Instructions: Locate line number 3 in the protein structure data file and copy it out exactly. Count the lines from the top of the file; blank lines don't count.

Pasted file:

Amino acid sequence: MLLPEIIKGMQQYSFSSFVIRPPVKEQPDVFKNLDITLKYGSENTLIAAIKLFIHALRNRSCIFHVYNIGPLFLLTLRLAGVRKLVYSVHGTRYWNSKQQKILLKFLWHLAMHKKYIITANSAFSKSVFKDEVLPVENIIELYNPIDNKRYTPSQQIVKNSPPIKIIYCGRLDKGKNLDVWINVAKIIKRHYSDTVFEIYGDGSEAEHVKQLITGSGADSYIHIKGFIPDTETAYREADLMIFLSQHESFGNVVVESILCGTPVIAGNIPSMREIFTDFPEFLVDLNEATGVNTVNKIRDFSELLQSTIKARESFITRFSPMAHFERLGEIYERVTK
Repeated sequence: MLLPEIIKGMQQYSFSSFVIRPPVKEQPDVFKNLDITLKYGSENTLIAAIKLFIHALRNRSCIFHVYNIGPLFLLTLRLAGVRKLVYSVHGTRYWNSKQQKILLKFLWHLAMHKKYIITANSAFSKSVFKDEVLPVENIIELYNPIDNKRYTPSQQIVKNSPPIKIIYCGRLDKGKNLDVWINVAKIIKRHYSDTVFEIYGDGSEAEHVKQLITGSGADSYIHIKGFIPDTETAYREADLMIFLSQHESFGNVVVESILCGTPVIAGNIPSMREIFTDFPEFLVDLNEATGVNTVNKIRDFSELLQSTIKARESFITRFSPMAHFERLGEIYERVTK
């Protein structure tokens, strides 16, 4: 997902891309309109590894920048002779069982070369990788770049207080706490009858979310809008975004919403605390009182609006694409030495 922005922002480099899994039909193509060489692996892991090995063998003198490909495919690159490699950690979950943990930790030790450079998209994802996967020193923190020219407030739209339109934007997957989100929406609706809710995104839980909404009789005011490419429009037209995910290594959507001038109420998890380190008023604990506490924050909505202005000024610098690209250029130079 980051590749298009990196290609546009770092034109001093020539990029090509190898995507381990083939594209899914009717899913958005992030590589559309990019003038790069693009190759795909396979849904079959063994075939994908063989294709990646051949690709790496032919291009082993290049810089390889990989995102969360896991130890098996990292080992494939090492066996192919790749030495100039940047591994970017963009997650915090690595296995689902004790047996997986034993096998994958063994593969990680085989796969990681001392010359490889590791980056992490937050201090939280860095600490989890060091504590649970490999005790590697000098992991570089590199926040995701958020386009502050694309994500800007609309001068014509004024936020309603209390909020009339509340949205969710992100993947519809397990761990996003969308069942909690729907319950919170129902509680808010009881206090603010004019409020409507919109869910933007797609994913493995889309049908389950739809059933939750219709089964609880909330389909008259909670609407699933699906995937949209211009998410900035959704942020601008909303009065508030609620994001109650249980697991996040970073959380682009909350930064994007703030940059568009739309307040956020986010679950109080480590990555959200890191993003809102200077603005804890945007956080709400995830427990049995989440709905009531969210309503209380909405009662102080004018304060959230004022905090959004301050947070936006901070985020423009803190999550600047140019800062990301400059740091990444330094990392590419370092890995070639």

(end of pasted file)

């Protein structure tokens, strides 16, 4: 997902891309309109590894920048002779069982070369990788770049207080706490009858979310809008975004919403605390009182609006694409030495 922005922002480099899994039909193509060489692996892991090995063998003198490909495919690159490699950690979950943990930790030790450079998209994802996967020193923190020219407030739209339109934007997957989100929406609706809710995104839980909404009789005011490419429009037209995910290594959507001038109420998890380190008023604990506490924050909505202005000024610098690209250029130079 980051590749298009990196290609546009770092034109001093020539990029090509190898995507381990083939594209899914009717899913958005992030590589559309990019003038790069693009190759795909396979849904079959063994075939994908063989294709990646051949690709790496032919291009082993290049810089390889990989995102969360896991130890098996990292080992494939090492066996192919790749030495100039940047591994970017963009997650915090690595296995689902004790047996997986034993096998994958063994593969990680085989796969990681001392010359490889590791980056992490937050201090939280860095600490989890060091504590649970490999005790590697000098992991570089590199926040995701958020386009502050694309994500800007609309001068014509004024936020309603209390909020009339509340949205969710992100993947519809397990761990996003969308069942909690729907319950919170129902509680808010009881206090603010004019409020409507919109869910933007797609994913493995889309049908389950739809059933939750219709089964609880909330389909008259909670609407699933699906995937949209211009998410900035959704942020601008909303009065508030609620994001109650249980697991996040970073959380682009909350930064994007703030940059568009739309307040956020986010679950109080480590990555959200890191993003809102200077603005804890945007956080709400995830427990049995989440709905009531969210309503209380909405009662102080004018304060959230004022905090959004301050947070936006901070985020423009803190999550600047140019800062990301400059740091990444330094990392590419370092890995070639």